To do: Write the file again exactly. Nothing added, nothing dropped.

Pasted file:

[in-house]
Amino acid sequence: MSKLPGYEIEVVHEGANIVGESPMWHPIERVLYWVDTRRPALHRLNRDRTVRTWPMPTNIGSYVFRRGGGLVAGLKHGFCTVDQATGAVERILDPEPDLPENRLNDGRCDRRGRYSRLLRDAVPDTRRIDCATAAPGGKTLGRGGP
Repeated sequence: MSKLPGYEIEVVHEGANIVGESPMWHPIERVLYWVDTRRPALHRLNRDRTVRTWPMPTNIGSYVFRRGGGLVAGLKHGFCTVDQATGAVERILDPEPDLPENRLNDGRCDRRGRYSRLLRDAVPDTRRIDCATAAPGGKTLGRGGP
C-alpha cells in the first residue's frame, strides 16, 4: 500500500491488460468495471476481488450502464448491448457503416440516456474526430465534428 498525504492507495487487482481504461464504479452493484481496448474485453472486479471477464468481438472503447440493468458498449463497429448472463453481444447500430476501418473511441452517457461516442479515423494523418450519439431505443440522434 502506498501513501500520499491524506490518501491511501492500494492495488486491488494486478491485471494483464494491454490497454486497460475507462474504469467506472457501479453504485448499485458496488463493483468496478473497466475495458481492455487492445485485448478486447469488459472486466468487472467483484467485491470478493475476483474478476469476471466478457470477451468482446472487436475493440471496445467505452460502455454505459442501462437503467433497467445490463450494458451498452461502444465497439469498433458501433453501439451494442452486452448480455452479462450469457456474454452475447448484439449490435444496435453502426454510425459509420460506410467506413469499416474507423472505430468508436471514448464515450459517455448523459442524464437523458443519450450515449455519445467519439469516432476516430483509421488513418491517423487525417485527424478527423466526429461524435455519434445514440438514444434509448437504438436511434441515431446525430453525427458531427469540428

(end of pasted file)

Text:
[in-house]
Amino acid sequence: MSKLPGYEIEVVHEGANIVGESPMWHPIERVLYWVDTRRPALHRLNRDRTVRTWPMPTNIGSYVFRRGGGLVAGLKHGFCTVDQATGAVERILDPEPDLPENRLNDGRCDRRGRYSRLLRDAVPDTRRIDCATAAPGGKTLGRGGP
Repeated sequence: MSKLPGYEIEVVHEGANIVGESPMWHPIERVLYWVDTRRPALHRLNRDRTVRTWPMPTNIGSYVFRRGGGLVAGLKHGFCTVDQATGAVERILDPEPDLPENRLNDGRCDRRGRYSRLLRDAVPDTRRIDCATAAPGGKTLGRGGP
C-alpha cells in the first residue's frame, strides 16, 4: 500500500491488460468495471476481488450502464448491448457503416440516456474526430465534428 498525504492507495487487482481504461464504479452493484481496448474485453472486479471477464468481438472503447440493468458498449463497429448472463453481444447500430476501418473511441452517457461516442479515423494523418450519439431505443440522434 502506498501513501500520499491524506490518501491511501492500494492495488486491488494486478491485471494483464494491454490497454486497460475507462474504469467506472457501479453504485448499485458496488463493483468496478473497466475495458481492455487492445485485448478486447469488459472486466468487472467483484467485491470478493475476483474478476469476471466478457470477451468482446472487436475493440471496445467505452460502455454505459442501462437503467433497467445490463450494458451498452461502444465497439469498433458501433453501439451494442452486452448480455452479462450469457456474454452475447448484439449490435444496435453502426454510425459509420460506410467506413469499416474507423472505430468508436471514448464515450459517455448523459442524464437523458443519450450515449455519445467519439469516432476516430483509421488513418491517423487525417485527424478527423466526429461524435455519434445514440438514444434509448437504438436511434441515431446525430453525427458531427469540428